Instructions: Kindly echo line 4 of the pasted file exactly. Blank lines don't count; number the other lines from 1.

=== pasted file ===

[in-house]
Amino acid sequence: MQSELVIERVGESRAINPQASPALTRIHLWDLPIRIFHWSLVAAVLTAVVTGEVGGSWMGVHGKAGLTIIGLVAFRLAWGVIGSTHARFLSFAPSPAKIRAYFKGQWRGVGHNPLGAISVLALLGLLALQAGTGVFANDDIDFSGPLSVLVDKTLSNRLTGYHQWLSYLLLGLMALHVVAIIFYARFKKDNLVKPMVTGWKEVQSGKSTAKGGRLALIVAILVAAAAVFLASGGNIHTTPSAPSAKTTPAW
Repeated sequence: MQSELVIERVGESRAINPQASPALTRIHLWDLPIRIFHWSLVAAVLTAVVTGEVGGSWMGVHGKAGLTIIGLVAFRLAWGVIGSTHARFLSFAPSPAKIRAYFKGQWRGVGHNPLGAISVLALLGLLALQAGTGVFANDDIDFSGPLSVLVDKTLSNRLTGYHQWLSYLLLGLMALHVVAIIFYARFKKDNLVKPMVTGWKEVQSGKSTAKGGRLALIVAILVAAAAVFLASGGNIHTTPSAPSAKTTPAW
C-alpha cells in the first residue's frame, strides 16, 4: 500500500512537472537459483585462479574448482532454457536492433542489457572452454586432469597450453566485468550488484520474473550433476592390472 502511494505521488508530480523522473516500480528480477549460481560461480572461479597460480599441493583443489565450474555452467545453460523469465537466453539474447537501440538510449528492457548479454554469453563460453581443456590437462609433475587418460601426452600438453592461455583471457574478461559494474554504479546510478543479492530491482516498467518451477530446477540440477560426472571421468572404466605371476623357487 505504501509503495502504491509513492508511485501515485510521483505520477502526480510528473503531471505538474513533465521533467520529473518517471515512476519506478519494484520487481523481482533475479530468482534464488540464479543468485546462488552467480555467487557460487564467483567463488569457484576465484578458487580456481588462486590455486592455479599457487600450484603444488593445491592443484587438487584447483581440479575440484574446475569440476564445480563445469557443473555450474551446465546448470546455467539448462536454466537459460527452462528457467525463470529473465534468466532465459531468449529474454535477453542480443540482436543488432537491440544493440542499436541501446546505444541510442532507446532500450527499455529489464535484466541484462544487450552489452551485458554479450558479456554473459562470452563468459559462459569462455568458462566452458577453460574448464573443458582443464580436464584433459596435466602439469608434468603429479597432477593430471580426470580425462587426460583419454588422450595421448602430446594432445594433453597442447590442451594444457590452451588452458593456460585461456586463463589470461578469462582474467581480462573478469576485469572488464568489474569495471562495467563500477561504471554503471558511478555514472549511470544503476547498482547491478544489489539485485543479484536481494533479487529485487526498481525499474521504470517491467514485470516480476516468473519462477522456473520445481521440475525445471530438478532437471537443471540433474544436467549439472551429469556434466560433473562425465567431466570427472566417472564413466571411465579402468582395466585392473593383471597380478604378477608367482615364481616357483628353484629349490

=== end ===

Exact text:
C-alpha cells in the first residue's frame, strides 16, 4: 500500500512537472537459483585462479574448482532454457536492433542489457572452454586432469597450453566485468550488484520474473550433476592390472 502511494505521488508530480523522473516500480528480477549460481560461480572461479597460480599441493583443489565450474555452467545453460523469465537466453539474447537501440538510449528492457548479454554469453563460453581443456590437462609433475587418460601426452600438453592461455583471457574478461559494474554504479546510478543479492530491482516498467518451477530446477540440477560426472571421468572404466605371476623357487 505504501509503495502504491509513492508511485501515485510521483505520477502526480510528473503531471505538474513533465521533467520529473518517471515512476519506478519494484520487481523481482533475479530468482534464488540464479543468485546462488552467480555467487557460487564467483567463488569457484576465484578458487580456481588462486590455486592455479599457487600450484603444488593445491592443484587438487584447483581440479575440484574446475569440476564445480563445469557443473555450474551446465546448470546455467539448462536454466537459460527452462528457467525463470529473465534468466532465459531468449529474454535477453542480443540482436543488432537491440544493440542499436541501446546505444541510442532507446532500450527499455529489464535484466541484462544487450552489452551485458554479450558479456554473459562470452563468459559462459569462455568458462566452458577453460574448464573443458582443464580436464584433459596435466602439469608434468603429479597432477593430471580426470580425462587426460583419454588422450595421448602430446594432445594433453597442447590442451594444457590452451588452458593456460585461456586463463589470461578469462582474467581480462573478469576485469572488464568489474569495471562495467563500477561504471554503471558511478555514472549511470544503476547498482547491478544489489539485485543479484536481494533479487529485487526498481525499474521504470517491467514485470516480476516468473519462477522456473520445481521440475525445471530438478532437471537443471540433474544436467549439472551429469556434466560433473562425465567431466570427472566417472564413466571411465579402468582395466585392473593383471597380478604378477608367482615364481616357483628353484629349490